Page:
A few personal reflections on the power of Lucille Clifton, who died at 73 on Saturday, February 13, 2010.
1. My mother introduced me to Lucille Clifton during my shitty senior year of high school. In a navy, oversized scrapbook, she captioned a pre-prom photo of me with the last bits of “homage to my hips.”
these hips are magic hips./i have known them/to put a spell on a man and/spin him like a top!
Through Ms. Clifton’s swaggerfic, body-positive verse, my mother reminded me to celebrate my curves. More important, she embraced my budding sexuality. A precious gift to an insecure daughter.
2. In the late 90s, my mother took me to the Geraldine Dodge Poetry Festival in rural Jersey. During the hourlong drive there, she talked about how Lucille Clifton— the Pulitzer Prize-nominated, National Book Award-winning poet laureate of Maryland—was our long-lost cousin. Her evidence: Some shared roots in a small town down South, and the fact that Ms. Clifton, like my sister, Uncle Ronald and assorted other Nichols’s, had been “born with twelve fingers/like my mother and my daughter./each of us born wearing strange black gloves…“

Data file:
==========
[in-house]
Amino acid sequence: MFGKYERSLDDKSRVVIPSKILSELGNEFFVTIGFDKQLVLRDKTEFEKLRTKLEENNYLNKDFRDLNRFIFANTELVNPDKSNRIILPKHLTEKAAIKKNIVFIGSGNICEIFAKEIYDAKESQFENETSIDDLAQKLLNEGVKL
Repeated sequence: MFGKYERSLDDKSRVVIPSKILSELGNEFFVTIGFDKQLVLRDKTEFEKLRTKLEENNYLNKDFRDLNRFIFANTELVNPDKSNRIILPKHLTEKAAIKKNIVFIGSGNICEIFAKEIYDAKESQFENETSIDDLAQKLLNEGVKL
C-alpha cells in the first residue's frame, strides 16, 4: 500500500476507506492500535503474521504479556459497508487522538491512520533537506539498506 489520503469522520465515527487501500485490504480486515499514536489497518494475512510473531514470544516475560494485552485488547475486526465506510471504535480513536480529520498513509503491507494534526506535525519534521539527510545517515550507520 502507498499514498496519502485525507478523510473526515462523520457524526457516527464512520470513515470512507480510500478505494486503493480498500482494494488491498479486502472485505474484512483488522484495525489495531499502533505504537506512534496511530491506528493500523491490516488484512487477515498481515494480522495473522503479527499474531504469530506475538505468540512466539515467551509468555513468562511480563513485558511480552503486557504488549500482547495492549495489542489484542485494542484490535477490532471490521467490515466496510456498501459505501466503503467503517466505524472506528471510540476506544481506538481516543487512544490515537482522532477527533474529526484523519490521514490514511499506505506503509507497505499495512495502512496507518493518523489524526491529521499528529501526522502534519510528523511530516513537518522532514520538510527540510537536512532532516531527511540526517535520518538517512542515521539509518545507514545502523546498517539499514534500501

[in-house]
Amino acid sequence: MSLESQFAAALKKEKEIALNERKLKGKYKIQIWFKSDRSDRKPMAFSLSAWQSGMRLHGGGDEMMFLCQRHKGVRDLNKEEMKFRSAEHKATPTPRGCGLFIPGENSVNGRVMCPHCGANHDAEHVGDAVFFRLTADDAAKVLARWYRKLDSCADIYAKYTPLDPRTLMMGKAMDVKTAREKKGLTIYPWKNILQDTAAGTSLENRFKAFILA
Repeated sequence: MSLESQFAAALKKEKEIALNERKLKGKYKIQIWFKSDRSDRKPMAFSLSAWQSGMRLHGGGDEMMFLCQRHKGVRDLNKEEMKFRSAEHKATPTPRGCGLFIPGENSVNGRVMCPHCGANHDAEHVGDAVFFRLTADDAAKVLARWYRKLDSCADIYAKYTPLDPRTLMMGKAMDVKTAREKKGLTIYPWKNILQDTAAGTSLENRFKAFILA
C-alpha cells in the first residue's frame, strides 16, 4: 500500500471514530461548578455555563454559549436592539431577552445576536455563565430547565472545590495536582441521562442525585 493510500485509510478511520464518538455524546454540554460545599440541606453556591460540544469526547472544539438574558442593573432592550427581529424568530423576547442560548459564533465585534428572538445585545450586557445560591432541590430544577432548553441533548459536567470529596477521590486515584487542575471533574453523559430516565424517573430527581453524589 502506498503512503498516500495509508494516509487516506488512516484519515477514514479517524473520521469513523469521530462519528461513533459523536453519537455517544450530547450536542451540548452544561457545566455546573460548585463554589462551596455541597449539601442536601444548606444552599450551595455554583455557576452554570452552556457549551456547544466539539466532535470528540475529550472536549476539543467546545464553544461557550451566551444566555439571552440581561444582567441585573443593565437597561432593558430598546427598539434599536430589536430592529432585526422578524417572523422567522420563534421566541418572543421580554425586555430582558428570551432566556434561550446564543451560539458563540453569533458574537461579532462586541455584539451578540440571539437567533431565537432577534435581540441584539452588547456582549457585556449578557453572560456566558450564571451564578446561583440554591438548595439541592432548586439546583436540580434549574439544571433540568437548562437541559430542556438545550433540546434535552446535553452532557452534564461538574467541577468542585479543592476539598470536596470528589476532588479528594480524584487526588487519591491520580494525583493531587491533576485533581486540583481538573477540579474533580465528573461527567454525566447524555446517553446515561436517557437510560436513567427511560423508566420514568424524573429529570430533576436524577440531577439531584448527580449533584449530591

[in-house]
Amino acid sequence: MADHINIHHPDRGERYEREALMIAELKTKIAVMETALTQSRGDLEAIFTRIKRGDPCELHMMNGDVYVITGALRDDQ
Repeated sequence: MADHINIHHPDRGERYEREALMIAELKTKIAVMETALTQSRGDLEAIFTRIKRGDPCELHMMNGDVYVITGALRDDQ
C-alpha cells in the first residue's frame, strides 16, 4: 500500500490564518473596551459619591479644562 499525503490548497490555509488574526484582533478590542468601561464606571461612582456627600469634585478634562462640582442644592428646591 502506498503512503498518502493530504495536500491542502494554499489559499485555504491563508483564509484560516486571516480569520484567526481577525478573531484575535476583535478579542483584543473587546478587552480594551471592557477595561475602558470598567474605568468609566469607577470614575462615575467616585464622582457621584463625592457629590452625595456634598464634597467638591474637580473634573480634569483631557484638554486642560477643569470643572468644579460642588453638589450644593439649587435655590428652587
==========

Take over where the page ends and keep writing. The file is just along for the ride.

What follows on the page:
Only when we arrived at the muddy festival grounds did my mother reveal her plot to claim Ms. Clifton. Apparently she was dead-ass about holding up the book-signing line with this business of “twelve spiky fingers” running through our immediate families. I was terrified that Ms. Clifton would mishandle my mother’s exuberance. So I became quiet and sullen. But my mother pressed on, catching the poet after her reading and gushing about my sister’s extra digits, my uncle’s extra digits, and the Carolina town where our Dahomey tribe supposedly landed after the Great Maafa.
Ms. Clifton smiled and said something like, “Yes. We very well may be related. That would make sense.” And from there, she and my mother chatted like new friends with a secret.
3. My nephew was born with 12 fingers on February 3, 2010. True to form, my mother responded with a special photo shoot. She wrapped his miniature right hand around her ring finger and zoomed in on that sixth digit. When she emailed the pictures, the subject line read, “twelve spiky fingers!” And of course it was Ms. Clifton again, giving the woman I love the most in the world the language of joy, power and connection.
Just like family.
RIP Ms. Lucille Clifton.